Today's Editorial

03 February 2017

Oceanic destiny -- I



Source: By Govind Bhattacharjee: The Statesman



India is a member of several prominent regional associations and supra-regional groupings like SAARC, ASEAN Regional Forum, Asia-Europe Meeting (ASEM)Bay of Bengal Initiative for Multi-Sectoral Technical and Economic Cooperation (BIMSTEC), East Asia Summit (EAS), South Asian Free Trade Area (SAFTA), Mekong-Ganga Cooperation and Indian Ocean Rim Association for Regional Cooperation (IORARC). This is in addition to the country’s membership of several global and transcontinental organisations, such as the United Nations, Commonwealth, G-20, G-77, BRICS, etc. and an observer in Shanghai Cooperation Organisation. Some entities like ASEM, EAS or IORARC have not seen much activity in recent times, and some, like SAARC, have practically achieved nothing in so many decades of their existence, except indulging in occasional exercises in symbolism and tokenism.


After isolating Pakistan last year, the forum itself has now become practically defunct. SAARC has never been a great integrating force within South Asia; in fact, the kind of integration that has transformed the socio-economic and political landscapes in Europe and other continents still remains a distant dream in South Asia, despite an almost infinite potential for cooperation in infrastructure, creation of energy grids and transport networks, for erecting common architectures for handling intra-regional security and harnessing river potential to improve the lives of people.


The time has come to explore and harness the strengths of other supra-regional groupings, by tapping the synergies that flow from historical and cultural bonds. For India, one such group that is vital to our geo-strategic and economic goals is the group of Indian Ocean countries. However, caught in the stranglehold of stagnation in thinking, political leaders and opinion-makers have so far neglected the socio-cultural and economic bonds of these countries with India -- bonds which were forged by history through centuries of maritime trade, as well as religious and political affiliations. These bonds still remain strong and vibrant, and cherished in many of these countries. As the former external affairs minister Mr SM Krishna had stated in 2011, the Indian Ocean remains “an integral part of our collective destiny, and we need a holistic vision for a cooperative response to the challenges in the region”.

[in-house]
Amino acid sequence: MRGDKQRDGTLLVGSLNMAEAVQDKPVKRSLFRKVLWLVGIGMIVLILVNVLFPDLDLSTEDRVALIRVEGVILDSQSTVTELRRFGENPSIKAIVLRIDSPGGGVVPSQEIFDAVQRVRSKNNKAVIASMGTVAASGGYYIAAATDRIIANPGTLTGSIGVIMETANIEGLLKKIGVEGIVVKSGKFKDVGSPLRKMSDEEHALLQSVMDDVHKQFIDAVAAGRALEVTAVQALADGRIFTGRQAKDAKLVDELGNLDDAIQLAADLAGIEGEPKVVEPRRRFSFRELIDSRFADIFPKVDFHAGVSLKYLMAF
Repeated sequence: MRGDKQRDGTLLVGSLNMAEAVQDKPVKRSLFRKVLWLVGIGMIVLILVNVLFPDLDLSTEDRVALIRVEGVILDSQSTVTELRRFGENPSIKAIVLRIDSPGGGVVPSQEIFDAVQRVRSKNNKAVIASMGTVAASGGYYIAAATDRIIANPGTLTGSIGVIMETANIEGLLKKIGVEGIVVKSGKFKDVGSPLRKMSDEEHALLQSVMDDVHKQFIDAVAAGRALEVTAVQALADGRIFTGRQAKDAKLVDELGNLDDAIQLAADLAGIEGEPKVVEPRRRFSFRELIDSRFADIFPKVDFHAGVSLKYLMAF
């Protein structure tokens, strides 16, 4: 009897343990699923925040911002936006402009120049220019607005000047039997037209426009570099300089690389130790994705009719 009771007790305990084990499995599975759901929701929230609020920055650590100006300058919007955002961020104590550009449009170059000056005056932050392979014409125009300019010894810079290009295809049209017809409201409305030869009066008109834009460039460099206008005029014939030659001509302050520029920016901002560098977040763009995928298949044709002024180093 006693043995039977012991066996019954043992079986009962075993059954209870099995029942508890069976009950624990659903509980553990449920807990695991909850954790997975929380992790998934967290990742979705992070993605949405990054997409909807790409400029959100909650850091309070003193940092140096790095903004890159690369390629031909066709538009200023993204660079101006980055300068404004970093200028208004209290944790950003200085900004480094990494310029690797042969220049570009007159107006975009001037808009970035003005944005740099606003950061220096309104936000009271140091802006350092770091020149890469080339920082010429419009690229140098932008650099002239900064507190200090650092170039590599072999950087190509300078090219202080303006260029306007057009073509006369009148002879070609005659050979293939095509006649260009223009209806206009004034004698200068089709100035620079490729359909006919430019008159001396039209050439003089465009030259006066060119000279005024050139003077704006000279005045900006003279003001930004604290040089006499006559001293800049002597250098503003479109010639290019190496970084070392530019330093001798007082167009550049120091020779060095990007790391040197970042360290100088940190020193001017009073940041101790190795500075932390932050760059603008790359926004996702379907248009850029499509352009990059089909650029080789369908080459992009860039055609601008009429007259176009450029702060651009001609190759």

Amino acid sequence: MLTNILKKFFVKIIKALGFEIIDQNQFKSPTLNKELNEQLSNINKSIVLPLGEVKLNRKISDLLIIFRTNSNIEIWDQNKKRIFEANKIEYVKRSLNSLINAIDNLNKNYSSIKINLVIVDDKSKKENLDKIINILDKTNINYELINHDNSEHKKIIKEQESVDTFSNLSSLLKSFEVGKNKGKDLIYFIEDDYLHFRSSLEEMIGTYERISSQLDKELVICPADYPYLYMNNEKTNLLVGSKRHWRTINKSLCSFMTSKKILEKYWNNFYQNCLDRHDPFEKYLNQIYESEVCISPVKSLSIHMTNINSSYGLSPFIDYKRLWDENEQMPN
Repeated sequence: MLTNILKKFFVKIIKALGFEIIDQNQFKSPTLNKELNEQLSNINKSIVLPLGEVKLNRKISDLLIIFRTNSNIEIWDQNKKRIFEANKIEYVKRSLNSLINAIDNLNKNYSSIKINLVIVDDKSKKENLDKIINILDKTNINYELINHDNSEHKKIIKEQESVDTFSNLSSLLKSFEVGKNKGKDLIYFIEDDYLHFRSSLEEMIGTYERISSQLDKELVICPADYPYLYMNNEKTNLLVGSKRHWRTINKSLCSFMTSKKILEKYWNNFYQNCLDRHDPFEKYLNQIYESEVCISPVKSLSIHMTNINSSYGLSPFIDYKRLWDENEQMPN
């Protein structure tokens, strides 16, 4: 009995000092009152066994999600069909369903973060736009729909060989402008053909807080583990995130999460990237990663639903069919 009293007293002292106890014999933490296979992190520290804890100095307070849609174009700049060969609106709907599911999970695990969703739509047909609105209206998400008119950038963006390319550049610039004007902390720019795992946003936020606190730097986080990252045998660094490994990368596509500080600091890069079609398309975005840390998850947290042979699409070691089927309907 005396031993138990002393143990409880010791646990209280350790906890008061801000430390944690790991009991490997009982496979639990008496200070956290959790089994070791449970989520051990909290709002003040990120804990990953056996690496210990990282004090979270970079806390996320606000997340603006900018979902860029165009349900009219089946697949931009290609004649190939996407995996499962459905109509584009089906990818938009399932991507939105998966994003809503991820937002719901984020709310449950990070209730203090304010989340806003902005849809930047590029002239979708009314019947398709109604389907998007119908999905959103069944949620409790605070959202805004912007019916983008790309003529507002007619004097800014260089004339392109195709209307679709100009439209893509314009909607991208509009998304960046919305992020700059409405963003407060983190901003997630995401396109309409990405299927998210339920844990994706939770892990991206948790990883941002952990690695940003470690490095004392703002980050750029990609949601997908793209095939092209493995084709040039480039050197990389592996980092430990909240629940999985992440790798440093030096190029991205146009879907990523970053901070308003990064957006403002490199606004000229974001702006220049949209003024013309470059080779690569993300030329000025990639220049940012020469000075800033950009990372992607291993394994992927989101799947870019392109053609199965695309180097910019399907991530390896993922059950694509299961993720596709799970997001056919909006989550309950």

There are 59 countries in the rim of the Indian Ocean spanning a total length of 63000 km, of which 21 countries now constitute the Indian Ocean Rim Association for Regional Cooperation (IORARC) -- with seven more countries (including USA, China, UK, France, Japan and Germany) being the dialogue partners. These 21 countries, which include India, Australia, Indonesia, Iran, Thailand, South Africa, Malaysia, Bangladesh, Sri Lanka, UAE, Myanmar and Tanzania together, form an economic powerhouse generating among themselves an annual income of more than $7 trillion. As the former UN Secretary General Ban Ki Moon had articulated in propagating the compelling vision of a “United States of Asia” in 2007, the Indian Ocean Region has the potential to transform itself into a free trade zone, and may even work towards adopting a common currency.


The region has immense geostrategic and geopolitical significance. It is home to 2 billion people spanning three continents -- Africa, Asia and Oceania -- with three strategic naval chokepoints at the Strait of HormuzBal-el-Mandeb and the Strait of Malacca, connecting the Indian Ocean region with the Persian Gulf, the Red Sea and the South China Sea respectively.


The Indian Ocean accounts for the transportation of the highest tonnage of goods in the world, with almost 120,000 ships transiting its expanse annually, carrying two-thirds of the world’s oil shipmentsone-third of bulk cargo traffic and half the world’s container shipments. It accounts for more than 20 per cent of the global trade. An estimated 40 per cent of the world’s offshore oil production comes from the Indian Ocean.